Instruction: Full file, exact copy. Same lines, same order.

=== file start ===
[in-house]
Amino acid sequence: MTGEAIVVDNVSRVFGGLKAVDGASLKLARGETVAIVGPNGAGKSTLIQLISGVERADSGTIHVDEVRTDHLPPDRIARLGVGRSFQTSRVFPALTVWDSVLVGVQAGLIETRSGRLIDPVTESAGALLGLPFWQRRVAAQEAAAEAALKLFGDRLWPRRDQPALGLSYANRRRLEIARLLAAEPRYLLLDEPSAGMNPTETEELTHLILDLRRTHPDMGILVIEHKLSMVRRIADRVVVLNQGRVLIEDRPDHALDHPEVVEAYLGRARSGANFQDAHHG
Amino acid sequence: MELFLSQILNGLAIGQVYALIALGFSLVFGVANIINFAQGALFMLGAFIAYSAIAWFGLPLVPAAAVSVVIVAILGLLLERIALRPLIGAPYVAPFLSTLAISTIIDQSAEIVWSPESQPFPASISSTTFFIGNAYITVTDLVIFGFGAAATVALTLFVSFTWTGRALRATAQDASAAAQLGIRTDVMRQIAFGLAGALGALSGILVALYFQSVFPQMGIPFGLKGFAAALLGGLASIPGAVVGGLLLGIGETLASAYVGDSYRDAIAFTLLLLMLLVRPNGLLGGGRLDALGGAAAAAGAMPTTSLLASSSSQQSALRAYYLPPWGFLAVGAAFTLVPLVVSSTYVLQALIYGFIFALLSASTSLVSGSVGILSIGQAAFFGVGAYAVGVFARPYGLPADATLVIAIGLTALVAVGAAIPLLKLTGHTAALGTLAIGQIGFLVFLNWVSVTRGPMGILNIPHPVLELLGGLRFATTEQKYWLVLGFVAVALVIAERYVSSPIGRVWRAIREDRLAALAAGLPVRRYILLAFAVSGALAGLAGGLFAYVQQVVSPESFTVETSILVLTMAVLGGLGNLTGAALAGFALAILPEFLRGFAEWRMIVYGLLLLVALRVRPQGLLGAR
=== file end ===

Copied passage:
[in-house]
Amino acid sequence: MTGEAIVVDNVSRVFGGLKAVDGASLKLARGETVAIVGPNGAGKSTLIQLISGVERADSGTIHVDEVRTDHLPPDRIARLGVGRSFQTSRVFPALTVWDSVLVGVQAGLIETRSGRLIDPVTESAGALLGLPFWQRRVAAQEAAAEAALKLFGDRLWPRRDQPALGLSYANRRRLEIARLLAAEPRYLLLDEPSAGMNPTETEELTHLILDLRRTHPDMGILVIEHKLSMVRRIADRVVVLNQGRVLIEDRPDHALDHPEVVEAYLGRARSGANFQDAHHG
Amino acid sequence: MELFLSQILNGLAIGQVYALIALGFSLVFGVANIINFAQGALFMLGAFIAYSAIAWFGLPLVPAAAVSVVIVAILGLLLERIALRPLIGAPYVAPFLSTLAISTIIDQSAEIVWSPESQPFPASISSTTFFIGNAYITVTDLVIFGFGAAATVALTLFVSFTWTGRALRATAQDASAAAQLGIRTDVMRQIAFGLAGALGALSGILVALYFQSVFPQMGIPFGLKGFAAALLGGLASIPGAVVGGLLLGIGETLASAYVGDSYRDAIAFTLLLLMLLVRPNGLLGGGRLDALGGAAAAAGAMPTTSLLASSSSQQSALRAYYLPPWGFLAVGAAFTLVPLVVSSTYVLQALIYGFIFALLSASTSLVSGSVGILSIGQAAFFGVGAYAVGVFARPYGLPADATLVIAIGLTALVAVGAAIPLLKLTGHTAALGTLAIGQIGFLVFLNWVSVTRGPMGILNIPHPVLELLGGLRFATTEQKYWLVLGFVAVALVIAERYVSSPIGRVWRAIREDRLAALAAGLPVRRYILLAFAVSGALAGLAGGLFAYVQQVVSPESFTVETSILVLTMAVLGGLGNLTGAALAGFALAILPEFLRGFAEWRMIVYGLLLLVALRVRPQGLLGAR